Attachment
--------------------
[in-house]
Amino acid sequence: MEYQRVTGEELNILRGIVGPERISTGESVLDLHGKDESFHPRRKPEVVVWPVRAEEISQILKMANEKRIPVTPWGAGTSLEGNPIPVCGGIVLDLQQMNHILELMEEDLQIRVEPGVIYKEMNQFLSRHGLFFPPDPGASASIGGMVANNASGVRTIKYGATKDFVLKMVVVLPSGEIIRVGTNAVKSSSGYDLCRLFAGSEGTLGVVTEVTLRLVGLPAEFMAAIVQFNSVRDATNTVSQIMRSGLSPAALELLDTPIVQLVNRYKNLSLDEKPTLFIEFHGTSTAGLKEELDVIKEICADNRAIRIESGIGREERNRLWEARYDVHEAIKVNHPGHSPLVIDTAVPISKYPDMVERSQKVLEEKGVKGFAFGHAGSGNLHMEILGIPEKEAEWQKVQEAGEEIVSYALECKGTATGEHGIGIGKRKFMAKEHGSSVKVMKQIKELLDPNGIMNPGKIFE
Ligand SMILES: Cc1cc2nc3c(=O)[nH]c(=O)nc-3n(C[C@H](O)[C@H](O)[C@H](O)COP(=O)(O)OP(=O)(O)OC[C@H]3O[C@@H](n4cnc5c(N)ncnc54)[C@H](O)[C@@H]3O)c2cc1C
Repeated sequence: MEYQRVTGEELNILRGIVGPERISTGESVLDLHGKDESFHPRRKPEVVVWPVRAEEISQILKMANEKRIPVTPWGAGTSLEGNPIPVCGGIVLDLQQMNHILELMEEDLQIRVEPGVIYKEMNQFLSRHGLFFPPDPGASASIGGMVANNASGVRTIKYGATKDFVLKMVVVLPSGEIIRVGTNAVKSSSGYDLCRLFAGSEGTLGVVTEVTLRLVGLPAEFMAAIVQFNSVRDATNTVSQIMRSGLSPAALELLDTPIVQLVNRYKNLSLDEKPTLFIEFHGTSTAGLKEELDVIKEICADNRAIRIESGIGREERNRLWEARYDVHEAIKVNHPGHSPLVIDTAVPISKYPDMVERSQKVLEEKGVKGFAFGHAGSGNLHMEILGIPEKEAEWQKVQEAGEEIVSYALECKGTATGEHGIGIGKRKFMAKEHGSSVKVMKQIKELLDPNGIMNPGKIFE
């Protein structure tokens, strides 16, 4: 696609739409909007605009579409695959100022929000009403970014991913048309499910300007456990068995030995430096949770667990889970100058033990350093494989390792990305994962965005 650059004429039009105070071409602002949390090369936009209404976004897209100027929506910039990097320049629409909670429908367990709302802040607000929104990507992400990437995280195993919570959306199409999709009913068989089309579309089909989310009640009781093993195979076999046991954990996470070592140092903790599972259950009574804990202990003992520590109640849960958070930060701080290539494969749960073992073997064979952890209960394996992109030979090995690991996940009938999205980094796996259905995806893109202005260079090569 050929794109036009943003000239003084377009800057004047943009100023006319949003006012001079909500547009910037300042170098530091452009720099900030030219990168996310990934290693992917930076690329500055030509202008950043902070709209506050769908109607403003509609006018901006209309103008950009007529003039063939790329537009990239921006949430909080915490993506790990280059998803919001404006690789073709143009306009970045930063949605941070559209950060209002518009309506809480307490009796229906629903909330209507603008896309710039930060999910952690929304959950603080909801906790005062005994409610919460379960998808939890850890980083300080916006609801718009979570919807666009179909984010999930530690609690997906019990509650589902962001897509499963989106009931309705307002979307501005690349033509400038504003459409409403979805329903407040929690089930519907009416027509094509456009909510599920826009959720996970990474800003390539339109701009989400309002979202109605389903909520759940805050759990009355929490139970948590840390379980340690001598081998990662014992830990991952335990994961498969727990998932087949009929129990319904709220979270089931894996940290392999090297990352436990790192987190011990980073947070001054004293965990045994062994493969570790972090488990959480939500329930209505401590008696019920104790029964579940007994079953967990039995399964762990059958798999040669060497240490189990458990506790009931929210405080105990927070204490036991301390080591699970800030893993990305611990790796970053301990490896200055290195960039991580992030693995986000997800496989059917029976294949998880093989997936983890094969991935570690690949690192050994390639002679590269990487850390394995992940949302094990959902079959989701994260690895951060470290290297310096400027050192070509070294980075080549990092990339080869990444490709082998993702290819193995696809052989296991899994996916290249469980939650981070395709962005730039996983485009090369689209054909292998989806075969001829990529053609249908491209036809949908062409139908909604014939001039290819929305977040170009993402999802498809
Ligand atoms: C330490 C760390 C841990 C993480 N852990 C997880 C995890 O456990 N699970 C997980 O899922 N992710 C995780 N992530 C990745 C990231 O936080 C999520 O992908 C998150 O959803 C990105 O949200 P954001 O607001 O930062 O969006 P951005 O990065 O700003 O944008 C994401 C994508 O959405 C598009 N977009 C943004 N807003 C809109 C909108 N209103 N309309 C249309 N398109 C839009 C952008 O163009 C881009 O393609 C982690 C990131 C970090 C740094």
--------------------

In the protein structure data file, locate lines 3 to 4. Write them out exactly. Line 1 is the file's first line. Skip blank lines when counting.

Ligand SMILES: Cc1cc2nc3c(=O)[nH]c(=O)nc-3n(C[C@H](O)[C@H](O)[C@H](O)COP(=O)(O)OP(=O)(O)OC[C@H]3O[C@@H](n4cnc5c(N)ncnc54)[C@H](O)[C@@H]3O)c2cc1C
Repeated sequence: MEYQRVTGEELNILRGIVGPERISTGESVLDLHGKDESFHPRRKPEVVVWPVRAEEISQILKMANEKRIPVTPWGAGTSLEGNPIPVCGGIVLDLQQMNHILELMEEDLQIRVEPGVIYKEMNQFLSRHGLFFPPDPGASASIGGMVANNASGVRTIKYGATKDFVLKMVVVLPSGEIIRVGTNAVKSSSGYDLCRLFAGSEGTLGVVTEVTLRLVGLPAEFMAAIVQFNSVRDATNTVSQIMRSGLSPAALELLDTPIVQLVNRYKNLSLDEKPTLFIEFHGTSTAGLKEELDVIKEICADNRAIRIESGIGREERNRLWEARYDVHEAIKVNHPGHSPLVIDTAVPISKYPDMVERSQKVLEEKGVKGFAFGHAGSGNLHMEILGIPEKEAEWQKVQEAGEEIVSYALECKGTATGEHGIGIGKRKFMAKEHGSSVKVMKQIKELLDPNGIMNPGKIFE